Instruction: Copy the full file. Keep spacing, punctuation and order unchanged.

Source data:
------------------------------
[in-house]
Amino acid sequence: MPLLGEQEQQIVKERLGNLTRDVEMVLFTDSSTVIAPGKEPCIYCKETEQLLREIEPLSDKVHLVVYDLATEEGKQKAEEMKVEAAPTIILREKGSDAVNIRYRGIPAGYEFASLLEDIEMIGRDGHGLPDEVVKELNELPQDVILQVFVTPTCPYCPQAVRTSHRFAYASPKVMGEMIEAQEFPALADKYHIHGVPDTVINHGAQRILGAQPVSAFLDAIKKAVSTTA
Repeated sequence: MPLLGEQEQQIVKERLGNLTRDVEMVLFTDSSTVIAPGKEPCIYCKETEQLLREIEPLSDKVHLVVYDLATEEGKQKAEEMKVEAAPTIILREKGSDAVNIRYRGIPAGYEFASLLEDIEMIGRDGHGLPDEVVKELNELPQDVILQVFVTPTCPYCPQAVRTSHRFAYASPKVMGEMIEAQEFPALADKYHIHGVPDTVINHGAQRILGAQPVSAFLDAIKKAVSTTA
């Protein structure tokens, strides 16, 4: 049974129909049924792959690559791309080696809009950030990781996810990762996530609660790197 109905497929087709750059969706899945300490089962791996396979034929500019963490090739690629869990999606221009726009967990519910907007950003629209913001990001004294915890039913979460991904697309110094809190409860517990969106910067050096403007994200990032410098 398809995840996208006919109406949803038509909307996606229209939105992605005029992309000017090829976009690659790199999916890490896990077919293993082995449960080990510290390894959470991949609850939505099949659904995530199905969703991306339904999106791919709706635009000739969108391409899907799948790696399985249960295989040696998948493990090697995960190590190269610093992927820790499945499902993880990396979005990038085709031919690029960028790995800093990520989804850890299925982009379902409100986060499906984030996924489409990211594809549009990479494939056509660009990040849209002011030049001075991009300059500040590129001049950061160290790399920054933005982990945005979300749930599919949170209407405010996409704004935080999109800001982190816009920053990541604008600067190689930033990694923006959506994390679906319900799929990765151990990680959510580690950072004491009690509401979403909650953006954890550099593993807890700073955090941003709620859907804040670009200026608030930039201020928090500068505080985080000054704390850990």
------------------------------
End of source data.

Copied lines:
[in-house]
Amino acid sequence: MPLLGEQEQQIVKERLGNLTRDVEMVLFTDSSTVIAPGKEPCIYCKETEQLLREIEPLSDKVHLVVYDLATEEGKQKAEEMKVEAAPTIILREKGSDAVNIRYRGIPAGYEFASLLEDIEMIGRDGHGLPDEVVKELNELPQDVILQVFVTPTCPYCPQAVRTSHRFAYASPKVMGEMIEAQEFPALADKYHIHGVPDTVINHGAQRILGAQPVSAFLDAIKKAVSTTA
Repeated sequence: MPLLGEQEQQIVKERLGNLTRDVEMVLFTDSSTVIAPGKEPCIYCKETEQLLREIEPLSDKVHLVVYDLATEEGKQKAEEMKVEAAPTIILREKGSDAVNIRYRGIPAGYEFASLLEDIEMIGRDGHGLPDEVVKELNELPQDVILQVFVTPTCPYCPQAVRTSHRFAYASPKVMGEMIEAQEFPALADKYHIHGVPDTVINHGAQRILGAQPVSAFLDAIKKAVSTTA
């Protein structure tokens, strides 16, 4: 049974129909049924792959690559791309080696809009950030990781996810990762996530609660790197 109905497929087709750059969706899945300490089962791996396979034929500019963490090739690629869990999606221009726009967990519910907007950003629209913001990001004294915890039913979460991904697309110094809190409860517990969106910067050096403007994200990032410098 398809995840996208006919109406949803038509909307996606229209939105992605005029992309000017090829976009690659790199999916890490896990077919293993082995449960080990510290390894959470991949609850939505099949659904995530199905969703991306339904999106791919709706635009000739969108391409899907799948790696399985249960295989040696998948493990090697995960190590190269610093992927820790499945499902993880990396979005990038085709031919690029960028790995800093990520989804850890299925982009379902409100986060499906984030996924489409990211594809549009990479494939056509660009990040849209002011030049001075991009300059500040590129001049950061160290790399920054933005982990945005979300749930599919949170209407405010996409704004935080999109800001982190816009920053990541604008600067190689930033990694923006959506994390679906319900799929990765151990990680959510580690950072004491009690509401979403909650953006954890550099593993807890700073955090941003709620859907804040670009200026608030930039201020928090500068505080985080000054704390850990």